We need your help in turning back a new effort to overturn a landmark agreement to protect California’s desert ecosystems. The federal administration wants to gut protections for millions of acres of recreation and conservation lands in the California desert by suddenly reopening a plan developed with more than years of public engagement from people throughout the desert.
If you are able, please attend a public meeting being held where Bureau of Land Management officials will present their ideas and take comments from the public. Three upcoming meetings might be of interest to you:
Tuesday, March 6, from 5 to 7 p.m..
Bakersfield Field Office
3801 Pegasus Drive, Bakersfield CA 93308
Wednesday, March 7, from 5 to 7 p.m.
UC Riverside, Palm Desert Center, Auditorium
75080 Frank Sinatra Dr., Palm Desert 92211
Tell the administration to listen to the people who've already spoken and keep the plan as it is. The government should be implementing this plan not second-guessing it.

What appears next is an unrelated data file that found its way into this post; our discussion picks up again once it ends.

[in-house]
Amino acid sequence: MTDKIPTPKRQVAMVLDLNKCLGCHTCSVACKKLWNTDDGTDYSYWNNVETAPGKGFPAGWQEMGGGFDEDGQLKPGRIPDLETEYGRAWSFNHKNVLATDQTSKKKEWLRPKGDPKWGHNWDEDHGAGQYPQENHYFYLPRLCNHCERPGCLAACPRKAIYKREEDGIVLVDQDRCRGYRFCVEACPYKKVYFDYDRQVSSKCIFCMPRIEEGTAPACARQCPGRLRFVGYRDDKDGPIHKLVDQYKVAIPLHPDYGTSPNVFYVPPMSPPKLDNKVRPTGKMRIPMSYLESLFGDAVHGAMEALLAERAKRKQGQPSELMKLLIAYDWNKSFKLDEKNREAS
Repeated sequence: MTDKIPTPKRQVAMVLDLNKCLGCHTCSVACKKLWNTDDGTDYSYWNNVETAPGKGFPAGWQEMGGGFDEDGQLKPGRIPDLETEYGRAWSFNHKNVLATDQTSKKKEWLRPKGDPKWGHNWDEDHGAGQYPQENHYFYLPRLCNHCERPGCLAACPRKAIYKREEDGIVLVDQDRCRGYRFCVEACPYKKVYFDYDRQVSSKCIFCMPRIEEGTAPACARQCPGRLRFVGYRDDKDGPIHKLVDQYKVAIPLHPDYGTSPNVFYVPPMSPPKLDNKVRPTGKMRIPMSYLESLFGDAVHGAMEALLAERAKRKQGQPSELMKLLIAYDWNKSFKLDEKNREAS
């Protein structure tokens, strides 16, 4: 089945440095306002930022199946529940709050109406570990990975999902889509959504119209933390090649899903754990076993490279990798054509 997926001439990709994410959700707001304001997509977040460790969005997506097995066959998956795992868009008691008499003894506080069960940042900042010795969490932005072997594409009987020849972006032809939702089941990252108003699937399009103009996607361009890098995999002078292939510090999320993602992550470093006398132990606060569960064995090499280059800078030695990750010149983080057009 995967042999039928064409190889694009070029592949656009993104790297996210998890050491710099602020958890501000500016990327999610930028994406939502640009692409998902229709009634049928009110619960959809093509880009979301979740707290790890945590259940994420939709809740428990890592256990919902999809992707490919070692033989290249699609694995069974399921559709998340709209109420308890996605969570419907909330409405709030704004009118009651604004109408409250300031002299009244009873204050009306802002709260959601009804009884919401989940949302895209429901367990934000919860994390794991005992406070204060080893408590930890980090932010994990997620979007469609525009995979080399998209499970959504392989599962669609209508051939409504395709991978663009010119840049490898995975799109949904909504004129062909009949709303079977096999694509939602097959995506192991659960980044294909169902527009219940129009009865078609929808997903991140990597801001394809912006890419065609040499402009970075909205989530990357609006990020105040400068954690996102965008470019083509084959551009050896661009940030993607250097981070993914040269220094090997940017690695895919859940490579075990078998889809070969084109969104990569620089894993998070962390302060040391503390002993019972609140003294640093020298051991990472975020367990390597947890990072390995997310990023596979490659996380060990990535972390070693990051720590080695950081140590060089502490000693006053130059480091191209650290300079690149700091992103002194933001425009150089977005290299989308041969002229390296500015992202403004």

Audubon California has been a leading supporter of the Desert Renewable Energy Conservation Plan, which was developed over eight years with substantial scientific input and extensive participation by desert residents. The plan allocated lots of lands for renewable energy development while setting aside the region’s most significant conservation and recreation lands. Birds in this protected land include Southwester Willow Flycatchers, Yellow-billed Cuckoos, Burrowing Owls, Red-Tailed Hawks, Golden Eagles, American Kestrels, Prairie Falcons and many more. This land is also crucial habitat for desert tortoises.
Audubon California will be submitting formal comments on the plan in the coming weeks, but your voice and presence at these meetings can help make a big difference.
By Garrison Frost
A New Colony of Caspian Tern Decoys on Aramburu Island
Richardson Bay Audubon Center is attacting breeding pairs of Caspian Terns with these newly painted tern decoys—a strategy successfully used by previous tern relocation efforts.